And so we find them in a room, wondering all these things terrified when Jesus appeared to them. And they were terrified. Who is it? What is it? A ghost? An apparition? What was this before them? It would be reasonable to believe that their inclination would be to run from that room as fast as their feet would take them and never look back. Yet, Jesus, in an attempt to prove he was alive says to them, “Look at Me!” He showed them his hands and his feet. Then Jesus asks if there’s anything in the fridge. This may have been Jesus honestly hungery; there’s no meal service in the grave, and days have passed since the Last Supper.[ii] But more than that, Jesus is determined to try to help these disciples know that he is not a ghost. As if to say, if you look at me, look at the miracle of the resurrection, you will find the answers.
And they did. Then Jesus opened their minds to the scriptures. It is written —God has a plan—a plan he is fulfilling in me—and just because you do not understand it—does not make that plan wrong. The fulfillment of the Scriptures are leading to a new promise, a promise that you as my disciples will fulfill. Like these disciples, we forget that the Gospels do not demand that we understand Christ—rather—they offer the insight that Christ understands us. Christ identifies with our feelings, with our humanness, with our failures. Christ brings encouragement; Christ brings hope; Christ brings answers—of repentance, forgiveness, salvation. This message of repentance and forgiveness is a message of radical, life-changing—wipe the slate clean—good news. Good news of the magnificent plan God fulfills in Christ.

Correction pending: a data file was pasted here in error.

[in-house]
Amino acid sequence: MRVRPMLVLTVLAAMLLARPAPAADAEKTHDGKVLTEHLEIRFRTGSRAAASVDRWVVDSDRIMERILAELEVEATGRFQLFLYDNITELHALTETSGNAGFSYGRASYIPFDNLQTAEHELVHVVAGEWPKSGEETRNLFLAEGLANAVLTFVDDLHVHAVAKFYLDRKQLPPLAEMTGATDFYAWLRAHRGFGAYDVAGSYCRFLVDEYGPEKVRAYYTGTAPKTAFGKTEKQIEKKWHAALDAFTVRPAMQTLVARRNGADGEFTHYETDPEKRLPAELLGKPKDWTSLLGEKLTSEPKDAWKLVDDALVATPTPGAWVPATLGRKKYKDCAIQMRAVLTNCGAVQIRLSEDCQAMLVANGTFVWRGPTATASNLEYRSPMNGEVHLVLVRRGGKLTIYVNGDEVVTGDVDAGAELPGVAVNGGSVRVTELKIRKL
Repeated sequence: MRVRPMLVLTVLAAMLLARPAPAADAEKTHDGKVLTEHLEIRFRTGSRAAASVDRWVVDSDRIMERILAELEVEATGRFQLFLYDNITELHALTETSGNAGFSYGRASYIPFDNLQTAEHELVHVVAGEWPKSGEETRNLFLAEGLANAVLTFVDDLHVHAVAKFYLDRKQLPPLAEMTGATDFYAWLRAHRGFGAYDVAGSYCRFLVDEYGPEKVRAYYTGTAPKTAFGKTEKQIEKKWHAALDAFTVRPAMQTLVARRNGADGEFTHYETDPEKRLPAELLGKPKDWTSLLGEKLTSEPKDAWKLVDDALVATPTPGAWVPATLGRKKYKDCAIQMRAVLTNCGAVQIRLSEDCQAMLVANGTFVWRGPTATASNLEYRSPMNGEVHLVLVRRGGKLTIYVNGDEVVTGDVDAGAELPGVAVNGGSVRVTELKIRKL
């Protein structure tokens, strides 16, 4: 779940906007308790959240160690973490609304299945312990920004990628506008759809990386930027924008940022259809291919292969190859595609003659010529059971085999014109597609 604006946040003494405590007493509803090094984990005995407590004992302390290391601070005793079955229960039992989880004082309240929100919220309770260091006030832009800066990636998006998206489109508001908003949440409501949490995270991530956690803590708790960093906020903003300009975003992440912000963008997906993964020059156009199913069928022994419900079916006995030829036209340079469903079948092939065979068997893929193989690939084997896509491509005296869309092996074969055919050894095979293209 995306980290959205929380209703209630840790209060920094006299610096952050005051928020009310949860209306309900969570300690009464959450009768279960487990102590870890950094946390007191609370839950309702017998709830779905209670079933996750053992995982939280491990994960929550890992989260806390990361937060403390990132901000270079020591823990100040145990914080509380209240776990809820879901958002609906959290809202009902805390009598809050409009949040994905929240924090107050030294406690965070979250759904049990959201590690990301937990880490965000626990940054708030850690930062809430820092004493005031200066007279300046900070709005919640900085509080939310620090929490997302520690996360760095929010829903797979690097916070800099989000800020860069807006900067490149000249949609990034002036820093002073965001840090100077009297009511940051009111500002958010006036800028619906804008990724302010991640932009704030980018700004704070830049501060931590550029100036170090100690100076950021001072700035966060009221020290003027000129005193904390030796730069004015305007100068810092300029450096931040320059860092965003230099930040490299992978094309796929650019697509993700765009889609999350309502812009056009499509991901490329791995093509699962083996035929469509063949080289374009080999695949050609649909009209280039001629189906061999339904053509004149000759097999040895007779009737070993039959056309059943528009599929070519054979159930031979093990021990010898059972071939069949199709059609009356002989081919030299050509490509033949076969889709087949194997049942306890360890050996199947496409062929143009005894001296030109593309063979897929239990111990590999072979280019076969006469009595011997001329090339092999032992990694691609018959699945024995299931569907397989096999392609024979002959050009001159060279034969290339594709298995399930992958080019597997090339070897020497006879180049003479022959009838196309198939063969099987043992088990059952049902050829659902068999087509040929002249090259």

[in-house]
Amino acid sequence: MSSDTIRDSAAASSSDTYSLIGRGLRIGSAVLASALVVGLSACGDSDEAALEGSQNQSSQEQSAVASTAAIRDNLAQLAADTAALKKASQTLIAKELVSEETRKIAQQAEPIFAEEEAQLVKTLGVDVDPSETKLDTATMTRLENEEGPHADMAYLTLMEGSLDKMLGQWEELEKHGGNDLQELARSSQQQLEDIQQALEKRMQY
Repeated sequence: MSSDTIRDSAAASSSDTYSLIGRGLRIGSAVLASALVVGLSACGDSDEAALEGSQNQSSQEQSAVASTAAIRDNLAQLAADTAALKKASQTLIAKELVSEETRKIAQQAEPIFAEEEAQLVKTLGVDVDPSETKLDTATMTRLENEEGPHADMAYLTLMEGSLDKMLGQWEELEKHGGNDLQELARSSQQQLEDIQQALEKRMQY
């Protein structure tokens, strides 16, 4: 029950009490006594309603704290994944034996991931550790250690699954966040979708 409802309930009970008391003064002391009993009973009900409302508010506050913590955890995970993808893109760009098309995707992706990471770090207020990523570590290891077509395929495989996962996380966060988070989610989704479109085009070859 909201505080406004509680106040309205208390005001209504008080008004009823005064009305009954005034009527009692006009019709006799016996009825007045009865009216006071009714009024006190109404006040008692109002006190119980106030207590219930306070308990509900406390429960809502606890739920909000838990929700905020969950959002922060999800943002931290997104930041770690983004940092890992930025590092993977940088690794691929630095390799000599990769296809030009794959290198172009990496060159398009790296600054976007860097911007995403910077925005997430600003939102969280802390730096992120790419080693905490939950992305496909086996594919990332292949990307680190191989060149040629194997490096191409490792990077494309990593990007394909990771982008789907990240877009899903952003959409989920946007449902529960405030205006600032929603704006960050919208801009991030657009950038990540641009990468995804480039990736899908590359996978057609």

Christ conquering death and being raised from the dead is an incomparable experience. Resurrection is like nothing else. It is without precedence, without explanation. It exceeds any hopes and dreams of human possibility.
But then Jesus says, you will be witnesses. Not, “please be witnesses.” Not, “consider being witnesses if you have time.” No, “you are witnesses of these things.” As it turns out, witnessing is not voluntary, but a state of being.[iii]
While the world turns away, you are the witnesses to call people back to look at me. To find the answers in me. That is where we enter into the story. We become the disciples with our own questions, doubts, hopes, fears and misunderstandings. And we are the witnesses that are called to testify to the good news. Which feels like a much harder task—since we were not first-hand witnesses…or are we?